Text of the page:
Moving for Autism Services
The Lombardis knew it was important for RJ to receive autism therapies as early as possible. But they lived in a fairly rural area in Illinois, with limited services and few specialists.
Lombardi believed RJ would be better off in her native New York. A month after the diagnosis, she and RJ moved in temporarily with an aunt on Long Island. Rob Lombardi stayed behind to sell their house and arrange a job transfer to New York. A few months later, all three Lombardis settled into a new home. RJ began receiving more hours of autism therapy than he had in Illinois.
Shortly before his third birthday, RJ received a diagnosis of epilepsy, also called seizure disorder. About 20 to 30 percent of people with autism also have epilepsy.1 People who have autism and intellectual disability, like RJ, have the greatest risk for developing epilepsy.
Keeping RJ Healthy and Safe
As RJ grew, his academic and medical needs became more complex, and he attended different programs and schools. He learned to communicate using an electronic device, and he also can speak some words.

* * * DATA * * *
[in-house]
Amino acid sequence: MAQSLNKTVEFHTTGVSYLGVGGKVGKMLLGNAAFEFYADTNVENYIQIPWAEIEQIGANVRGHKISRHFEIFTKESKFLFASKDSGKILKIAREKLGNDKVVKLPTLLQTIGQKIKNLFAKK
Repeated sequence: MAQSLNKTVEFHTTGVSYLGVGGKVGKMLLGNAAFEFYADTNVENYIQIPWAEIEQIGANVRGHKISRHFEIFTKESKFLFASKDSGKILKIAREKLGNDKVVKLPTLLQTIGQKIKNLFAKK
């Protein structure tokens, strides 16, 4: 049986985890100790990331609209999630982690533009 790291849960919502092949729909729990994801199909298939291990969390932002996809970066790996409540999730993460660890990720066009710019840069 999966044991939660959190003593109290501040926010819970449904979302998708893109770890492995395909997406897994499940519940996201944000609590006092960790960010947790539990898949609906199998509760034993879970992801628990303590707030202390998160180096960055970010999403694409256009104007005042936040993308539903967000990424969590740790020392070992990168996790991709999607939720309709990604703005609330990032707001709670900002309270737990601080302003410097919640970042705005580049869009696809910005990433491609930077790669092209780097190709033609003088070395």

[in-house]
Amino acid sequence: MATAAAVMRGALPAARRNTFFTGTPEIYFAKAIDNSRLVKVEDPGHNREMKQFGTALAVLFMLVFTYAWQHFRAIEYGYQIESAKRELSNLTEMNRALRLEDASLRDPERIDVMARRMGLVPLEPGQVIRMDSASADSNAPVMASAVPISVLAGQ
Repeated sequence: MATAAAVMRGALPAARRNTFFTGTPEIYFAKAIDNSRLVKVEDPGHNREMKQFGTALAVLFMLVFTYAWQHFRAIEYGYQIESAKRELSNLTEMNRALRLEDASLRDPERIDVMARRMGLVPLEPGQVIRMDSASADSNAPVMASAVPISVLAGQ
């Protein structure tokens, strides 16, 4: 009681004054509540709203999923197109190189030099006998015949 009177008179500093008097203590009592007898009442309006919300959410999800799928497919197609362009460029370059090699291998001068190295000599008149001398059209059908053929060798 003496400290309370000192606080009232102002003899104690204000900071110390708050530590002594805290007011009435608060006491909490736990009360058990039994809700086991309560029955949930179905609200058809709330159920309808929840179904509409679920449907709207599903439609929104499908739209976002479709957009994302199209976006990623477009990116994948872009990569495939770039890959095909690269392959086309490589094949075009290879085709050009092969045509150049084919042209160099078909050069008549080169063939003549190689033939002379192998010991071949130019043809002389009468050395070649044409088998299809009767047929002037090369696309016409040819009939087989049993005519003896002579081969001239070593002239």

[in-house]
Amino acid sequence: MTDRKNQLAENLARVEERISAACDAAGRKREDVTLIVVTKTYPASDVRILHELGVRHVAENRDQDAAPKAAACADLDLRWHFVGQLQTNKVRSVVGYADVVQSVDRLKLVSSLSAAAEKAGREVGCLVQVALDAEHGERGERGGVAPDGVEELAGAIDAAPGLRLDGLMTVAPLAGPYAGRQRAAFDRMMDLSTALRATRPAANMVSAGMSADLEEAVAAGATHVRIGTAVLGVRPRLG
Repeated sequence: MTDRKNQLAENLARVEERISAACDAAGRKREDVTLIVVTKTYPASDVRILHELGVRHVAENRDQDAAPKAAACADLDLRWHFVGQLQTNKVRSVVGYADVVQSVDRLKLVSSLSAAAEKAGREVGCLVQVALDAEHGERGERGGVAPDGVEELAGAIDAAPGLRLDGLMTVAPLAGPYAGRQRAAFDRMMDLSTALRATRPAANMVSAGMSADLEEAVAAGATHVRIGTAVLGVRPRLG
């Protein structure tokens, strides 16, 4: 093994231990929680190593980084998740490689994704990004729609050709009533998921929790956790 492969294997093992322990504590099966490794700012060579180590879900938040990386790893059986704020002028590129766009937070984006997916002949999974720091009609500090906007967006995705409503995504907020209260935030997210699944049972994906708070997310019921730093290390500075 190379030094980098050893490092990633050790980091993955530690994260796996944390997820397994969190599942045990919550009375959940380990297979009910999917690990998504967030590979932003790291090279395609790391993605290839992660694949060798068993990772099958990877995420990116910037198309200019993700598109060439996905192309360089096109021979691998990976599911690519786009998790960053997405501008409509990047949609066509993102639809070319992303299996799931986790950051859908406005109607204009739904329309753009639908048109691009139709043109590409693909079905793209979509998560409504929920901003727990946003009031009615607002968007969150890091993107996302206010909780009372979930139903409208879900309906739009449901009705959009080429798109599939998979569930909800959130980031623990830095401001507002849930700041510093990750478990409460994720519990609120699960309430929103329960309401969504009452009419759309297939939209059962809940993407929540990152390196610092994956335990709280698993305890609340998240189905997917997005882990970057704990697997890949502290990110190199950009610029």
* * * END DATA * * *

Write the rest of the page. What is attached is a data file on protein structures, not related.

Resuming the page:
A few years ago, the Lombardis became particularly concerned about his epilepsy. One of RJ’s classmates, who also had epilepsy, died suddenly. A month later, Denise Lombardi awoke one night when she heard RJ moving around. She sprang out of bed, without taking time to put on her eyeglasses, and ran to find him. He was on the floor, having a seizure. “That was one of the scariest seizures he has had,” she recalls. A month after RJ’s seizure, a family friend, who had epilepsy, died suddenly in his 40s.
Stunned by those events, Lombardi researched an epilepsy risk called SUDEP, or Sudden Unexpected Death in EPilepsy. The estimated rate of SUDEP is about one case per 1,000 people who have epilepsy a year.2 People who also have intellectual disability are at greater risk for SUDEP.3,4 Overall, people who have autism and epilepsy face a higher risk of death than people who have autism alone, according to research.5 “I feel so passionately that people should know this, and we should get more research in this area,” Lombardi says.